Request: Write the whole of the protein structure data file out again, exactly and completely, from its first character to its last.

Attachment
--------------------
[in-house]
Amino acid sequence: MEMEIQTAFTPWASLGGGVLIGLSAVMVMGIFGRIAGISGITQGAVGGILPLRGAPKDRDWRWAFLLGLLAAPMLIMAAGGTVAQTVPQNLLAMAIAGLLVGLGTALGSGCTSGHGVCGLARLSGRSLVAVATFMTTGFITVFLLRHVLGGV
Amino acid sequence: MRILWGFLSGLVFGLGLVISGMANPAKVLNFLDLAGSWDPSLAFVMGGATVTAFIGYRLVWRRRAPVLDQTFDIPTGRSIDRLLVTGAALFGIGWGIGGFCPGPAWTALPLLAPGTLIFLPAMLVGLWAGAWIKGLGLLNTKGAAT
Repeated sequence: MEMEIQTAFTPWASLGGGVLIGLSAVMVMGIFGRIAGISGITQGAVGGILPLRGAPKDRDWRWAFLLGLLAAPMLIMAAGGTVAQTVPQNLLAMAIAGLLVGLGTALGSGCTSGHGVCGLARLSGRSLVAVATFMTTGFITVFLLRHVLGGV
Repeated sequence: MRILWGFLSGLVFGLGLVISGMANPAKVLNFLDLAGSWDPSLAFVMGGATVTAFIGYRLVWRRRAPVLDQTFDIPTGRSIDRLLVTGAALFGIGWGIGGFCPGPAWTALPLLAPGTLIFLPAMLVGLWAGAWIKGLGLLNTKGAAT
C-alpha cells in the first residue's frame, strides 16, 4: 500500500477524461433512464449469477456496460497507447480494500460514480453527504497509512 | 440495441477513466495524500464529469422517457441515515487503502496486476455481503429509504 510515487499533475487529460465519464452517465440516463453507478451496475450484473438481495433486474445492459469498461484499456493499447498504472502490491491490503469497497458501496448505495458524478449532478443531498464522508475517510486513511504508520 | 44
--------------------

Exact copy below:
[in-house]
Amino acid sequence: MEMEIQTAFTPWASLGGGVLIGLSAVMVMGIFGRIAGISGITQGAVGGILPLRGAPKDRDWRWAFLLGLLAAPMLIMAAGGTVAQTVPQNLLAMAIAGLLVGLGTALGSGCTSGHGVCGLARLSGRSLVAVATFMTTGFITVFLLRHVLGGV
Amino acid sequence: MRILWGFLSGLVFGLGLVISGMANPAKVLNFLDLAGSWDPSLAFVMGGATVTAFIGYRLVWRRRAPVLDQTFDIPTGRSIDRLLVTGAALFGIGWGIGGFCPGPAWTALPLLAPGTLIFLPAMLVGLWAGAWIKGLGLLNTKGAAT
Repeated sequence: MEMEIQTAFTPWASLGGGVLIGLSAVMVMGIFGRIAGISGITQGAVGGILPLRGAPKDRDWRWAFLLGLLAAPMLIMAAGGTVAQTVPQNLLAMAIAGLLVGLGTALGSGCTSGHGVCGLARLSGRSLVAVATFMTTGFITVFLLRHVLGGV
Repeated sequence: MRILWGFLSGLVFGLGLVISGMANPAKVLNFLDLAGSWDPSLAFVMGGATVTAFIGYRLVWRRRAPVLDQTFDIPTGRSIDRLLVTGAALFGIGWGIGGFCPGPAWTALPLLAPGTLIFLPAMLVGLWAGAWIKGLGLLNTKGAAT
C-alpha cells in the first residue's frame, strides 16, 4: 500500500477524461433512464449469477456496460497507447480494500460514480453527504497509512 | 440495441477513466495524500464529469422517457441515515487503502496486476455481503429509504 510515487499533475487529460465519464452517465440516463453507478451496475450484473438481495433486474445492459469498461484499456493499447498504472502490491491490503469497497458501496448505495458524478449532478443531498464522508475517510486513511504508520 | 44